Carnival in Rio De Janeiro
Celebrating Carnival in Rio de Janeiro is on just about every “must experience before you die” list we have come across. We thought, spend a week in a beautiful city with warm weather, sandy beaches, music, dancing, singing, drinking, and fun COSTUMES, why not?
Rio de Janeiro’s world famous Carnival festival (dating back to 1723) happens every year before Lent. It is considered the biggest carnival in the world with two million people per day attending on the streets.
We arrived in Rio the Thursday before Carnival and rented an apartment through AirBnb in the Leblon neighborhood, two blocks from the beach. The condo was very lovely and spacious with bay views of the Crist the Redeemer statue and after three weeks of travelling from hostel to hostel, it was nice to have a real apartment to call “home”.
The first few days we relaxed on the Leblon beach and explored our neighborhood on foot.
On Saturday, we joined in the festivities with one of the biggest Blocos of Carnival, Banda de Ipanema. Blocos are “street carnivals” where the streets are closed to traffic, allowing bands to play music and crowds of people from all ages gather to listen, dance, drink and celebrate. Often times, the bands are mobile through the streets, while the crowd marches to follow, leaving some very drunk stragglers behind in the chaos. The Banda de Ipanema has been going on for 50 years, attracting 20,000 people to this particular bloco. There was a plethora of street vendors selling grilled meats, deep-fried everything, coolers filled with beer, and even stands making caipirinhas (and by “stands” we almost always mean “shopping karts”). Although we had a great time, we were slightly disappointed because once the band had walked by, there was no music playing anywhere along the beach (not live music, no music). Apparently, we were the only ones pruturbed by the lack of music, because thousands of people happily carried on for hours, drinking everywhere, with no music.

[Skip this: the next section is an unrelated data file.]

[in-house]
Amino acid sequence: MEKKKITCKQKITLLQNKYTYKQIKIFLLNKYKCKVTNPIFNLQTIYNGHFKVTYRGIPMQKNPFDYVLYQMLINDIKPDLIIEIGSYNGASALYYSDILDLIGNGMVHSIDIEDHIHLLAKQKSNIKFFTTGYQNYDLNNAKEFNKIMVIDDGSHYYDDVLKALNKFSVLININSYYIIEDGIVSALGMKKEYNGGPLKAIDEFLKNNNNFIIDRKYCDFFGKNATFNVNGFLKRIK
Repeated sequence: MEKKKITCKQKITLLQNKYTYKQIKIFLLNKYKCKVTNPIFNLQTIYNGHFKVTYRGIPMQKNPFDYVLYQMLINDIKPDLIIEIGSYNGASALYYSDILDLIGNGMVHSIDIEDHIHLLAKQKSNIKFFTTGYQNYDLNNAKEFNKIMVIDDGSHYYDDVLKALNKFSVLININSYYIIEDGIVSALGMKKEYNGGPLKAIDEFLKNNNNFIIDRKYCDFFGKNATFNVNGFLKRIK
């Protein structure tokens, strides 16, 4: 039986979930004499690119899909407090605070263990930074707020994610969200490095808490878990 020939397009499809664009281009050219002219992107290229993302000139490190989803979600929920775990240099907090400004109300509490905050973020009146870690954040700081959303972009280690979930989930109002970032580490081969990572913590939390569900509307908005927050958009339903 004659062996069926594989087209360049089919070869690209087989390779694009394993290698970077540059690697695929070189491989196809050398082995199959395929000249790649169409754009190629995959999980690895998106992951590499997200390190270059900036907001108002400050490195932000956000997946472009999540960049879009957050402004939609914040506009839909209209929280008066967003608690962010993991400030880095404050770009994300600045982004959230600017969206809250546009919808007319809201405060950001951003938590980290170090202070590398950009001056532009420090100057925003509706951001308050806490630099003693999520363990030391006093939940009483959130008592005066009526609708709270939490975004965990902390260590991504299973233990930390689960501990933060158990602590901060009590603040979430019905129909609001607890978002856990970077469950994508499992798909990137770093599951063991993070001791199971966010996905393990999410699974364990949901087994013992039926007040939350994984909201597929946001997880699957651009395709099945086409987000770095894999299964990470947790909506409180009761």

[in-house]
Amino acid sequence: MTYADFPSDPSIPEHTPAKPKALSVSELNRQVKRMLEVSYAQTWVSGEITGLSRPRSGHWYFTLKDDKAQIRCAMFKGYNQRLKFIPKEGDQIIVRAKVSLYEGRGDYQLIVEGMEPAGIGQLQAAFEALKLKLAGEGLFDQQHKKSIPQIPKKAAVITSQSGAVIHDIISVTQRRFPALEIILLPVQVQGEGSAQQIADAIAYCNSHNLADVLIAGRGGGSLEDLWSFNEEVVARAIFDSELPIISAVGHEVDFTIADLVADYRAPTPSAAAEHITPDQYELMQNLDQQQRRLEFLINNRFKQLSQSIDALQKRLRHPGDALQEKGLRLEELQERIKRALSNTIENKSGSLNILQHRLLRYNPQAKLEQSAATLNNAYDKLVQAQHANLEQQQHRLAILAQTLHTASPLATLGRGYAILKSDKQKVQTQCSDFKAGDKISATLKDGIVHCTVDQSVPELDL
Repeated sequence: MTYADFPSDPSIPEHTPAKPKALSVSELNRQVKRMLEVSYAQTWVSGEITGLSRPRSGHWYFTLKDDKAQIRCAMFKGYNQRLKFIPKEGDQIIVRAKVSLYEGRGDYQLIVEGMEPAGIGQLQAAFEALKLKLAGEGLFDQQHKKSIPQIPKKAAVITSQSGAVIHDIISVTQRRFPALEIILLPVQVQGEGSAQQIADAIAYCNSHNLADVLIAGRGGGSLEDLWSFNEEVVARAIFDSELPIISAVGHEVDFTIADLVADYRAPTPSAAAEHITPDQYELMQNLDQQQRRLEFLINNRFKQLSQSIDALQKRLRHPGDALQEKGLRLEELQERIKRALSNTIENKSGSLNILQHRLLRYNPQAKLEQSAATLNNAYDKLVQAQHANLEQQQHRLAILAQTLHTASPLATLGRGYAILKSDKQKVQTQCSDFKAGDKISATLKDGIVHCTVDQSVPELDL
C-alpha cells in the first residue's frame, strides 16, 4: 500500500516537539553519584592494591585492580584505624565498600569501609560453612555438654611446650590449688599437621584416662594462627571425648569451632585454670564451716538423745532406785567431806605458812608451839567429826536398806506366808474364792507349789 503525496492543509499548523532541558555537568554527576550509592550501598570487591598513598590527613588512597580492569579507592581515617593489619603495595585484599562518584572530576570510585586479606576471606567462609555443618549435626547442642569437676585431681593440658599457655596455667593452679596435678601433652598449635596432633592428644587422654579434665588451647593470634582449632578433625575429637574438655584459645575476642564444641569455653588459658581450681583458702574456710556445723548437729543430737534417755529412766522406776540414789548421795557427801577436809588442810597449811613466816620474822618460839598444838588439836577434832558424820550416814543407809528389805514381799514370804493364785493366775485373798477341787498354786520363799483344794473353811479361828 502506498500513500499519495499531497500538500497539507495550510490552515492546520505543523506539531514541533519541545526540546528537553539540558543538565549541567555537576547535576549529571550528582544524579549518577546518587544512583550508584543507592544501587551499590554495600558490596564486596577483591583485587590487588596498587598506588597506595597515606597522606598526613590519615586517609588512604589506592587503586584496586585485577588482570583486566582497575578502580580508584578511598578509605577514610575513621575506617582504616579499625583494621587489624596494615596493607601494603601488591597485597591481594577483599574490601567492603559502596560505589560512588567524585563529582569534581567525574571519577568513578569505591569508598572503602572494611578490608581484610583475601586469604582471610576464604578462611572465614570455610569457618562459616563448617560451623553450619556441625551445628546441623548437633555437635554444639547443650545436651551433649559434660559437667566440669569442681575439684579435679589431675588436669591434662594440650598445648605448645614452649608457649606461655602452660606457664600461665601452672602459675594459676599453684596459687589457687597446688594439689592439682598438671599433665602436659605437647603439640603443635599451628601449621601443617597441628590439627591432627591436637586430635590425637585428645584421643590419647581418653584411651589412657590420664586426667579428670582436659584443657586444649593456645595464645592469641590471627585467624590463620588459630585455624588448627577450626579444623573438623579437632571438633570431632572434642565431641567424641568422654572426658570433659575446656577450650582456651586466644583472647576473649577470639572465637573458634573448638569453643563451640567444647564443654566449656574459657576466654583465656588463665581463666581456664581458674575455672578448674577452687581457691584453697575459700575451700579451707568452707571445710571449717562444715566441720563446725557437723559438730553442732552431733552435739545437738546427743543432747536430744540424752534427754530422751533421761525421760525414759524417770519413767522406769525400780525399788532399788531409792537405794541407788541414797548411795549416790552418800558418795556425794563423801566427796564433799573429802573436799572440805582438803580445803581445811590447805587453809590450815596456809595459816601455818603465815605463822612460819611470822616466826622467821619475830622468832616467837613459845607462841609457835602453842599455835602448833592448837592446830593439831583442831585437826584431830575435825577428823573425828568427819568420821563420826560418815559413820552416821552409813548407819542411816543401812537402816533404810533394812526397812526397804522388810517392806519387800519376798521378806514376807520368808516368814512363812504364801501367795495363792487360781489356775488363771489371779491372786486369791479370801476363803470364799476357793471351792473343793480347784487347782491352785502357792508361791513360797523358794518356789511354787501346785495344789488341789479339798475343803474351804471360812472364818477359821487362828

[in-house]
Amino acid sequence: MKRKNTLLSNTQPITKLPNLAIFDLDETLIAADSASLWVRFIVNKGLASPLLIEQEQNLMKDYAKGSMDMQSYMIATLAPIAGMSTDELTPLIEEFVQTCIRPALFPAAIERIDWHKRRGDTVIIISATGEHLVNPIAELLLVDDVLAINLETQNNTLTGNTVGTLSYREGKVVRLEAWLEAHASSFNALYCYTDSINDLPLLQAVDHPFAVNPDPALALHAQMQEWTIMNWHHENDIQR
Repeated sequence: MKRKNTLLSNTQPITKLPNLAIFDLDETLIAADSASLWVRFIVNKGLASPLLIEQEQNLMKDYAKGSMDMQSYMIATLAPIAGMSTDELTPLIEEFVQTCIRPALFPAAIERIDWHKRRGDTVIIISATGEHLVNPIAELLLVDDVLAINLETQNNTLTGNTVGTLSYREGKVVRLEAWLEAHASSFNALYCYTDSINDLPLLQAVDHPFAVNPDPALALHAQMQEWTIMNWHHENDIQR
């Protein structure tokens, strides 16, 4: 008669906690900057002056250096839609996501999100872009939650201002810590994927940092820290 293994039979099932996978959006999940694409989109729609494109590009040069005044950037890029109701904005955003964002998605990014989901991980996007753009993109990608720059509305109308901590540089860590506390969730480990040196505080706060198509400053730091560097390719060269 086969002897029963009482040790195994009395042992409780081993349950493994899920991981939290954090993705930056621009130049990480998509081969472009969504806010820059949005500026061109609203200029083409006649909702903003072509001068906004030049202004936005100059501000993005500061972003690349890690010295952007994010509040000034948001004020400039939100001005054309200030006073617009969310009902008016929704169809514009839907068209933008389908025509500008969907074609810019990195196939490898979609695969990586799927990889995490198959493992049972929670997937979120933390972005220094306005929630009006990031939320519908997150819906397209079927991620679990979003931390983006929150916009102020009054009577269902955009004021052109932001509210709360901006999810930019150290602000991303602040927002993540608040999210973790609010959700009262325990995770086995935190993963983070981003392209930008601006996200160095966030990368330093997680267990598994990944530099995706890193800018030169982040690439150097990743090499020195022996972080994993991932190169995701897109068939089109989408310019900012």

After a lazy Sunday morning, we made our way to Copacabana. It was again very busy with a lot of people hanging out drinking (with no music playing), signaling another bloco finished or had just passed by. We stayed to watch the beautiful sunset over the beach, then made our way to another part of town for the rest of the evening. Taking the subway in search of some more animation, we stopped in Cineapolis. We were very happy to find live music, a stage with bands playing samba music while people dancing around and drank. We saw many brightly colored, elaborate, and fun costumes in the crowd (unlike the “lazy” costumes of tutus and angel wings we saw at the beach blocos).
Eventually, we walked to the Lapa district (known for it’s Samba clubs), which was full of bars and restaurants. There was enough entertainment outside, so we decided to keep to the streets and met some interesting characters from Brazil to pass the time with.